Diagnosis of Gout: Considering Clinical and Research Settings
William J. Taylor
Affiliation: Rehabilitation Teaching and Research Unit, University of Otago Wellington, P.O. Box 7343, Wellington, New Zealand.
The diagnosis of gout is usually straightforward and should normally rely upon the identification of monosodium urate crystals in synovial fluid. EULAR have recently developed consensus recommendations regarding the diagnosis of gout. Where examination of synovial fluid is not possible or impractical, the best approach differs depending upon the context: in clinical research, classification criteria are necessary whereas in clinical practice, all available information should be carefully weighed and considered by the physician. A number of clinical features are useful pointers towards the diagnosis of gout and ultrasound is emerging as a useful diagnostic tool. The finding of hyperechoic enhancement of the superficial margin of the hyaline cartilage is a sensitive and specific feature of gout, although the performance of ultrasound in early disease is unclear. Serum uric acid is not a useful test for the diagnosis of gout but is very important in the long-term management. The 1977 American Rheumatism Association classification criteria have many shortcomings and improved criteria are urgently required for epidemiology and clinical research. The complete diagnostic evaluation may involve assessment of 24-hour urinary excretion of uric acid in a few selected patients and all patients should be evaluated for common comorbidities especially the metabolic syndrome and risk factors for cardiovascular disease.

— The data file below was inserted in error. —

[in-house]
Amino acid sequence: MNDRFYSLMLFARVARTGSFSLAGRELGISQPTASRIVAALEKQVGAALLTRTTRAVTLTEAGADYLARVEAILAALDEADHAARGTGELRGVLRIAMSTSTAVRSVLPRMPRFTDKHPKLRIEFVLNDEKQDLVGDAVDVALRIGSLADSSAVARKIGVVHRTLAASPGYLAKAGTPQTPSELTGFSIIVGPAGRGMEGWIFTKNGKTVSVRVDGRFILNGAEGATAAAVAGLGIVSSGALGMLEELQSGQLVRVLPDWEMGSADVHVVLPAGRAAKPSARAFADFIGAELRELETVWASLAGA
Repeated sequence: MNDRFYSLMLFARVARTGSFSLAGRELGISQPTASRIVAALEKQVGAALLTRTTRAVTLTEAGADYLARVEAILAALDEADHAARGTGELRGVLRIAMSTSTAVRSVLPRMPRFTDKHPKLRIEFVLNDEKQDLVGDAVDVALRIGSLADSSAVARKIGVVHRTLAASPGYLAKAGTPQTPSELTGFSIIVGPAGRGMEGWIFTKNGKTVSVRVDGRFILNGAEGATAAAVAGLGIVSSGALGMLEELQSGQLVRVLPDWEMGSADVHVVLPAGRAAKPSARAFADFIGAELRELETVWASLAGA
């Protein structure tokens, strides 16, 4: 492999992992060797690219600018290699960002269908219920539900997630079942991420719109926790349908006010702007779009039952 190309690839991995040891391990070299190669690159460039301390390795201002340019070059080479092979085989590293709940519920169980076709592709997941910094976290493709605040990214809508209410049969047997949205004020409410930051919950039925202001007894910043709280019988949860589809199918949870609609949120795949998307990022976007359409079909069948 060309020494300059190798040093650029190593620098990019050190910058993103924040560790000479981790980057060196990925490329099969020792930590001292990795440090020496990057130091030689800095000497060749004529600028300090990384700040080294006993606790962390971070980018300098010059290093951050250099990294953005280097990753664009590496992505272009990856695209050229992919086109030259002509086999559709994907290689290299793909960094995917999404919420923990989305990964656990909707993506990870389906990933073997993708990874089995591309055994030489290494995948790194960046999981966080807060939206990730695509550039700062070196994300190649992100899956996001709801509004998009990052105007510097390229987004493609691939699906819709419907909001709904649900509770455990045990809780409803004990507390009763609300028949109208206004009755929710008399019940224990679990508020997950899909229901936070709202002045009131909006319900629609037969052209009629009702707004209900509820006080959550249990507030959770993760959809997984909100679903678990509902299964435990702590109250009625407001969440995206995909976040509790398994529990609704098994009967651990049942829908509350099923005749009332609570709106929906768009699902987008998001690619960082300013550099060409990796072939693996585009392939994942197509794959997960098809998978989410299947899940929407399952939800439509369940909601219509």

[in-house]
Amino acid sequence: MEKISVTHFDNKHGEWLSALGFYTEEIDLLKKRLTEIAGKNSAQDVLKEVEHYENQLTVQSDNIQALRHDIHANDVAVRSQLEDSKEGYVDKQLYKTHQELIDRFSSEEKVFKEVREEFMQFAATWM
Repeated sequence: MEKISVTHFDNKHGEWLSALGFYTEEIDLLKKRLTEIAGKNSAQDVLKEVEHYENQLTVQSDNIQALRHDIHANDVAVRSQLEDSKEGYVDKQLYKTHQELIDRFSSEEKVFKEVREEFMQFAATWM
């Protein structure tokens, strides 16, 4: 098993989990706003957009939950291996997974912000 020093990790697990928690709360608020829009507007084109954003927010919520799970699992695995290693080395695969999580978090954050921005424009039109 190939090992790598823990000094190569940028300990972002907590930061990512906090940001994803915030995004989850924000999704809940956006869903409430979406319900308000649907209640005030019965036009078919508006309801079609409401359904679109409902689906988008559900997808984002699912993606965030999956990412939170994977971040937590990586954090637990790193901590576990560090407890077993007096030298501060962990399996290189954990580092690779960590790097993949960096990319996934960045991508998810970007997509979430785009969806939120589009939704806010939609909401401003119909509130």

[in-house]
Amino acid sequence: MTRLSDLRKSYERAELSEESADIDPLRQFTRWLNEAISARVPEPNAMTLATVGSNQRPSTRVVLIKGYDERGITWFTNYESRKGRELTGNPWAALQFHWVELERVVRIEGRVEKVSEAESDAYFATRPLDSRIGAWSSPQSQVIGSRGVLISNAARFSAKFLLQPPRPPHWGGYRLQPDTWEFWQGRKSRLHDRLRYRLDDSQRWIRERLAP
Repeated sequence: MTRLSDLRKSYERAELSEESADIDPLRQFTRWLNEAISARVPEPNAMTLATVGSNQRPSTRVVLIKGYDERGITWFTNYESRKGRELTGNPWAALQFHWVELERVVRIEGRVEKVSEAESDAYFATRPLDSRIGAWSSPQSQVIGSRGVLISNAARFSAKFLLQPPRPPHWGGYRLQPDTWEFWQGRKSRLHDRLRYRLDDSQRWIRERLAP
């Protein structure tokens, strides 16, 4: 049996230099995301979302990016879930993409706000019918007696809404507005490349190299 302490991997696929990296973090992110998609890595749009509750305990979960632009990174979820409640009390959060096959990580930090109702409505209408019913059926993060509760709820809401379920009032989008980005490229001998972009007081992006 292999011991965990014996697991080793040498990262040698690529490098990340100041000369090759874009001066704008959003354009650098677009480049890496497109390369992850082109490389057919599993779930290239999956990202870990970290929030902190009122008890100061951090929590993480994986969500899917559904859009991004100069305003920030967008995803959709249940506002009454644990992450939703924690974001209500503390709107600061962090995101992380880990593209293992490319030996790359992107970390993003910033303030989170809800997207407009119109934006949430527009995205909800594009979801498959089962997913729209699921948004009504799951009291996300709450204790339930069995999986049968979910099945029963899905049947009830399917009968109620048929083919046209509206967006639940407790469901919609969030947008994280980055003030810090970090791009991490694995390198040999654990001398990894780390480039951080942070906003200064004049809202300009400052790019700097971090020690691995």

Keywords: Gout, diagnosis, ultrasonography, classification criteria, synovial fluid, Tophi, metatarsophalangeal joint, Tophus, pyrophosphate deposition disease
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